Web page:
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  • The P2623 code stands for “ Injector Control Pressure Regulator Circuit/Open.”
  • This code is logged when the PCM detects a possible problem with the injector pressure regulator or its circuit.
  • Some of its common causes include a failed injector pressure regulator, wiring or connection issues, and a PCM in need of a software update.
  • Common symptoms to look out for are an illuminated check engine light, ignition issues, and stalling.

Diesel engines produce power by injecting fuel into the engine’s cylinders and combusting it via the high temperatures achieved by compression. The amount of fuel pressure applied to the fuel injectors is critical, as it controls how much fuel is injected into the cylinders. If there are issues with the injector control pressure regulator, the powertrain control module (PCM) can store the P2623 code or other related trouble codes.

See also  P2284 Code: Injector Control Pressure Sensor Circuit Range/Performance

What Does the P2623 Code Mean?

Diagnostic trouble code (DTC) P2623 is defined as Injector Control Pressure Regulator Circuit/Open. This code is triggered when the PCM detects a problem with the injector pressure regulator or its circuit.

image of a car injector pressure regulator
The P2623 code is triggered when the PCM detects a problem with the injector pressure regulator or its circuit.

Fuel pressure regulators are responsible for controlling the pressure of the fuel that’s sent to the injectors. Code P2623 often applies to diesel-powered vehicles that have a hydraulic electronic unit injector (HEUI) fuel system. With such a set up, pressurized engine oil powers the fuel injectors. The injector control pressure regulator varies the pressure of the oil delivered to the injectors.

If the PCM detects a problem with the injector pressure regulator or its circuit, it may set code P2623.

Note: The definition of the P2623 code can be different depending on the vehicle manufacturer. Consult the appropriate repair manual or repair database for the exact code definition.

What are the Common Causes of the P2623 Code?

These are the most common issues related to the P2623 code:

  • Faulty injector pressure regulator
  • Circuit issues, such as a damaged wire or poor connection
  • An issue with the PCM, such as software in need of an update
See also  P2291 Code: Injector Control Pressure Too Low - Engine Cranking
laptop sitting on top of a car engine
Check if your vehicle needs a software update if it has registered the code P2623.

What are the Common Symptoms of the P2623 Code?

Your vehicle might exhibit the following symptoms when the P2623 code is stored:

How to Diagnose the P2623 Code

If your vehicle’s PCM has triggered the P2623 code, then the likely culprits are the fuel pressure regulator or its wiring. You need to confirm which part is faulty before performing any kind of repairs. This will probably involve doing a visual inspection and testing the concerned components, which might need special knowledge, tools, or training as these components are often hidden inside the engine bay.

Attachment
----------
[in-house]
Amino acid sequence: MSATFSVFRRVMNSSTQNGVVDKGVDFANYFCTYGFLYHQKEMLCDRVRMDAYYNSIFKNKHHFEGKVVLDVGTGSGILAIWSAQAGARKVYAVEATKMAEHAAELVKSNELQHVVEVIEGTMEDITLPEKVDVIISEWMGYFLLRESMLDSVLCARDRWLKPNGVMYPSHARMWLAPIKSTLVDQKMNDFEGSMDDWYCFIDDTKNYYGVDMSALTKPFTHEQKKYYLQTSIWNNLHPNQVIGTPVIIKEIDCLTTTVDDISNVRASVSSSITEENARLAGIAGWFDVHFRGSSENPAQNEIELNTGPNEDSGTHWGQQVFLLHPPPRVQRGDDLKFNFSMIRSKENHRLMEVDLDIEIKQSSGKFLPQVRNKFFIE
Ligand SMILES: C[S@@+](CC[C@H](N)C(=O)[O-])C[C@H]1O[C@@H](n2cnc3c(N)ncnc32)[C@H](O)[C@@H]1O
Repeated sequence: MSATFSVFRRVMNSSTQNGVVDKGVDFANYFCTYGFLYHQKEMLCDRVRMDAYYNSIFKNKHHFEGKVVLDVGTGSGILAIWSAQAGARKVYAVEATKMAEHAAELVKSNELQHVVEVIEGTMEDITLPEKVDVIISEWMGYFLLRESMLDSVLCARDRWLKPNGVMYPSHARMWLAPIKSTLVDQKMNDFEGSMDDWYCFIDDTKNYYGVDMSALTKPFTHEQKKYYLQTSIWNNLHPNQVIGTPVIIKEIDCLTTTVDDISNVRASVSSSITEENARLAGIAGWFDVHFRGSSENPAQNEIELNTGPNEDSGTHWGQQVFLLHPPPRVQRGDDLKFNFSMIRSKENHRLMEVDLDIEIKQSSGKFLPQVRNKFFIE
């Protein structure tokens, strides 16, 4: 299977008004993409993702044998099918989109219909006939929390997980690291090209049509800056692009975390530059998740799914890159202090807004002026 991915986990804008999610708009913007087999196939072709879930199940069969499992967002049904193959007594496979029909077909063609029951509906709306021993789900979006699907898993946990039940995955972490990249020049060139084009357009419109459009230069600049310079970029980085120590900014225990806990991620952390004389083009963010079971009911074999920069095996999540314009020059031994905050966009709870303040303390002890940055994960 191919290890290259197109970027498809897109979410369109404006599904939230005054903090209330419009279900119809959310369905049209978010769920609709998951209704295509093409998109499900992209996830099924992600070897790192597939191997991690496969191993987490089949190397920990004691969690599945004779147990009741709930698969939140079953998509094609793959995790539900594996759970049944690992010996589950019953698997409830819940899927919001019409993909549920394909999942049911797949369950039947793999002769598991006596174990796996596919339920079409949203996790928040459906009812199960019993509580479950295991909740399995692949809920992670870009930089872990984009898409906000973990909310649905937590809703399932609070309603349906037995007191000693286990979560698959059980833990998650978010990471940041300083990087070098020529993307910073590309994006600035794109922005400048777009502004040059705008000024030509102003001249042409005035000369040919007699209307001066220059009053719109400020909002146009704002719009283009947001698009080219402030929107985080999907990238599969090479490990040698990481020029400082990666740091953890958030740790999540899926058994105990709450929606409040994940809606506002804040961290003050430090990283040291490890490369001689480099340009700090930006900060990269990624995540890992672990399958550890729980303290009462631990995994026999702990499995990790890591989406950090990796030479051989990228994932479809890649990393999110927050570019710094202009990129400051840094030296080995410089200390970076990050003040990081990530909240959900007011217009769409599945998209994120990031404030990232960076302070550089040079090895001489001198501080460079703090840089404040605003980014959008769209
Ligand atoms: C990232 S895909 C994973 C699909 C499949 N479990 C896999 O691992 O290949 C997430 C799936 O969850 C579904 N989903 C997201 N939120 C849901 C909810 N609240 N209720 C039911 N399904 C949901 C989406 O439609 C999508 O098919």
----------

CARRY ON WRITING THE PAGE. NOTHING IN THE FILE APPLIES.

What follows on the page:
Keep in mind that vehicle layouts and part designs vary, hence their respective repair procedures will also vary depending on the manufacturer. Diagnosing the concerned components might require special knowledge and tools.

How to Fix the P2623 Code

Before attempting to do any repairs, know that there isn’t a single solution for any DTC. This is because vehicle models can have different repair procedures. If you don’t have much experience troubleshooting DTCs, then we recommend leaving the task to a professional mechanic.

See also  P2284 Code: Injector Control Pressure Sensor Circuit Range/Performance

You can try to do the job yourself, but you need to make sure that you know vehicle-specific repair procedures before you get started. Luckily, this information is available online. Chilton repair manuals or a subscription to an online repair database like ALLDATA DIY can give you information on the correct diagnostic and repair procedure to clear diagnostic trouble codes like the P2623.

About The Authors
Written By Automotive and Tech Writers

The Research Team is composed of experienced automotive and tech writers working with (ASE)-certified automobile technicians and automotive journalists to bring up-to-date, helpful information to car owners in the US. Guided by's thorough editorial process, our team strives to produce guides and resources DIYers and casual car owners can trust.

Reviewed By Contact Center Manager and Technical Reviewer at

William “Bill” Guzenski has produced hundreds of how-to videos for the automotive community. He’s an ASE Certified Master Automobile Technician, and is affiliated with the Specialty Equipment Market Association (SEMA). He loves attending race events and car shows throughout the country, as well as traveling in his 40-foot motorhome, exploring abandoned mines and ghost towns.

Any information provided on this Website is for informational purposes only and is not intended to replace consultation with a professional mechanic. The accuracy and timeliness of the information may change from the time of publication.

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